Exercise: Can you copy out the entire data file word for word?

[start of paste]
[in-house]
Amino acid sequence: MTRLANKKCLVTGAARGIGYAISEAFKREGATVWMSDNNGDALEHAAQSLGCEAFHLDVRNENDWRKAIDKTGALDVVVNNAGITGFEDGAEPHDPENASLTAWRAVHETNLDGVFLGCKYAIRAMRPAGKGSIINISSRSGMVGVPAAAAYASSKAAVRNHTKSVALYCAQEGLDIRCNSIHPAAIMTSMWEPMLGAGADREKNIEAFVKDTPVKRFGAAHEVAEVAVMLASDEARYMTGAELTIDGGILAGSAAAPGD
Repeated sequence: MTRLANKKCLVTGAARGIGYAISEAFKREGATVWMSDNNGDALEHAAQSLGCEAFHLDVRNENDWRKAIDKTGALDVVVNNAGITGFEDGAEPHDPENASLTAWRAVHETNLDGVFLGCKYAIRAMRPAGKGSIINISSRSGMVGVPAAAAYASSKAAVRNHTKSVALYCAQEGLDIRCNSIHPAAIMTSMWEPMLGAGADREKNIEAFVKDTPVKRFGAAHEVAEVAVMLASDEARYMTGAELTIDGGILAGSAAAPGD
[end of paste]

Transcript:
[in-house]
Amino acid sequence: MTRLANKKCLVTGAARGIGYAISEAFKREGATVWMSDNNGDALEHAAQSLGCEAFHLDVRNENDWRKAIDKTGALDVVVNNAGITGFEDGAEPHDPENASLTAWRAVHETNLDGVFLGCKYAIRAMRPAGKGSIINISSRSGMVGVPAAAAYASSKAAVRNHTKSVALYCAQEGLDIRCNSIHPAAIMTSMWEPMLGAGADREKNIEAFVKDTPVKRFGAAHEVAEVAVMLASDEARYMTGAELTIDGGILAGSAAAPGD
Repeated sequence: MTRLANKKCLVTGAARGIGYAISEAFKREGATVWMSDNNGDALEHAAQSLGCEAFHLDVRNENDWRKAIDKTGALDVVVNNAGITGFEDGAEPHDPENASLTAWRAVHETNLDGVFLGCKYAIRAMRPAGKGSIINISSRSGMVGVPAAAAYASSKAAVRNHTKSVALYCAQEGLDIRCNSIHPAAIMTSMWEPMLGAGADREKNIEAFVKDTPVKRFGAAHEVAEVAVMLASDEARYMTGAELTIDGGILAGSAAAPGD